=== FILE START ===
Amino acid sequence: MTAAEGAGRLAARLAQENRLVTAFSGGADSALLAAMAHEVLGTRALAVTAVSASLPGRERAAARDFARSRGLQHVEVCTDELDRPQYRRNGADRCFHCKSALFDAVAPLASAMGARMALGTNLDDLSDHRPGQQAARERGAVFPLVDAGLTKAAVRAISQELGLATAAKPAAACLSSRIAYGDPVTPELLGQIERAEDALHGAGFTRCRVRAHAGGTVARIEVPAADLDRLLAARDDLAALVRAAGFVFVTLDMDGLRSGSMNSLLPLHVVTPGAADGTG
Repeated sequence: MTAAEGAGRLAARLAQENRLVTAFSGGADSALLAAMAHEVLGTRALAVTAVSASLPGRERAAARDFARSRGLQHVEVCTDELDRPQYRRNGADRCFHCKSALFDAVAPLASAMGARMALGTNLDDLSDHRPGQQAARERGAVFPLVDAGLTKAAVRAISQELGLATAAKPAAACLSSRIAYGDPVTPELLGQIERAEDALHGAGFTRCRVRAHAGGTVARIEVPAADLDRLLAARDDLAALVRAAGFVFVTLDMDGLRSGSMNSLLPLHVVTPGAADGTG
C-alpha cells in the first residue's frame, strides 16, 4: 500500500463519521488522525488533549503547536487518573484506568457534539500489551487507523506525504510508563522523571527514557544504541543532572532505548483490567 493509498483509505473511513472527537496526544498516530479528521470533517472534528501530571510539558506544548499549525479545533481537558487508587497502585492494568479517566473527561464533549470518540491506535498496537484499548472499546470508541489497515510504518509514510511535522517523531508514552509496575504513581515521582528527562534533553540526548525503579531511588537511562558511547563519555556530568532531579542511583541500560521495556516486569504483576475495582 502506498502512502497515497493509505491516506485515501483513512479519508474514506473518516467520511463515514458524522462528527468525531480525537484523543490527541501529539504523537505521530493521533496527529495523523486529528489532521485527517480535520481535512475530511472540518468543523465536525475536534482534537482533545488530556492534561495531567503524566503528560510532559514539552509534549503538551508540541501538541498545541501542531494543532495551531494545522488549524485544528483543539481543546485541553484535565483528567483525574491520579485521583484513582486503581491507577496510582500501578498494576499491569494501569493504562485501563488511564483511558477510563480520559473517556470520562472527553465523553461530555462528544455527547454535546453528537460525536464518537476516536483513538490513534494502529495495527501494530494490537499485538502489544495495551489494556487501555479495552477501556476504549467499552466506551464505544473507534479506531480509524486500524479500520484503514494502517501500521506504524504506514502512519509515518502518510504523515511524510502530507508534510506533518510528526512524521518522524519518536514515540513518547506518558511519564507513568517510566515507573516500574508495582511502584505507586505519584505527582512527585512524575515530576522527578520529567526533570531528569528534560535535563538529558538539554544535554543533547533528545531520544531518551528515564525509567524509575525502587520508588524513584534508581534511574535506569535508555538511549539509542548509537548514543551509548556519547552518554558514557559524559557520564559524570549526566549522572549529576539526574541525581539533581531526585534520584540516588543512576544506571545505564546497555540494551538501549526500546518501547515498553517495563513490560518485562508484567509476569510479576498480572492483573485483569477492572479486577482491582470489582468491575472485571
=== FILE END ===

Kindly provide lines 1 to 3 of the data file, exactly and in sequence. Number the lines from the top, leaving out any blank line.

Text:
Amino acid sequence: MTAAEGAGRLAARLAQENRLVTAFSGGADSALLAAMAHEVLGTRALAVTAVSASLPGRERAAARDFARSRGLQHVEVCTDELDRPQYRRNGADRCFHCKSALFDAVAPLASAMGARMALGTNLDDLSDHRPGQQAARERGAVFPLVDAGLTKAAVRAISQELGLATAAKPAAACLSSRIAYGDPVTPELLGQIERAEDALHGAGFTRCRVRAHAGGTVARIEVPAADLDRLLAARDDLAALVRAAGFVFVTLDMDGLRSGSMNSLLPLHVVTPGAADGTG
Repeated sequence: MTAAEGAGRLAARLAQENRLVTAFSGGADSALLAAMAHEVLGTRALAVTAVSASLPGRERAAARDFARSRGLQHVEVCTDELDRPQYRRNGADRCFHCKSALFDAVAPLASAMGARMALGTNLDDLSDHRPGQQAARERGAVFPLVDAGLTKAAVRAISQELGLATAAKPAAACLSSRIAYGDPVTPELLGQIERAEDALHGAGFTRCRVRAHAGGTVARIEVPAADLDRLLAARDDLAALVRAAGFVFVTLDMDGLRSGSMNSLLPLHVVTPGAADGTG
C-alpha cells in the first residue's frame, strides 16, 4: 500500500463519521488522525488533549503547536487518573484506568457534539500489551487507523506525504510508563522523571527514557544504541543532572532505548483490567 493509498483509505473511513472527537496526544498516530479528521470533517472534528501530571510539558506544548499549525479545533481537558487508587497502585492494568479517566473527561464533549470518540491506535498496537484499548472499546470508541489497515510504518509514510511535522517523531508514552509496575504513581515521582528527562534533553540526548525503579531511588537511562558511547563519555556530568532531579542511583541500560521495556516486569504483576475495582 502506498502512502497515497493509505491516506485515501483513512479519508474514506473518516467520511463515514458524522462528527468525531480525537484523543490527541501529539504523537505521530493521533496527529495523523486529528489532521485527517480535520481535512475530511472540518468543523465536525475536534482534537482533545488530556492534561495531567503524566503528560510532559514539552509534549503538551508540541501538541498545541501542531494543532495551531494545522488549524485544528483543539481543546485541553484535565483528567483525574491520579485521583484513582486503581491507577496510582500501578498494576499491569494501569493504562485501563488511564483511558477510563480520559473517556470520562472527553465523553461530555462528544455527547454535546453528537460525536464518537476516536483513538490513534494502529495495527501494530494490537499485538502489544495495551489494556487501555479495552477501556476504549467499552466506551464505544473507534479506531480509524486500524479500520484503514494502517501500521506504524504506514502512519509515518502518510504523515511524510502530507508534510506533518510528526512524521518522524519518536514515540513518547506518558511519564507513568517510566515507573516500574508495582511502584505507586505519584505527582512527585512524575515530576522527578520529567526533570531528569528534560535535563538529558538539554544535554543533547533528545531520544531518551528515564525509567524509575525502587520508588524513584534508581534511574535506569535508555538511549539509542548509537548514543551509548556519547552518554558514557559524559557520564559524570549526566549522572549529576539526574541525581539533581531526585534520584540516588543512576544506571545505564546497555540494551538501549526500546518501547515498553517495563513490560518485562508484567509476569510479576498480572492483573485483569477492572479486577482491582470489582468491575472485571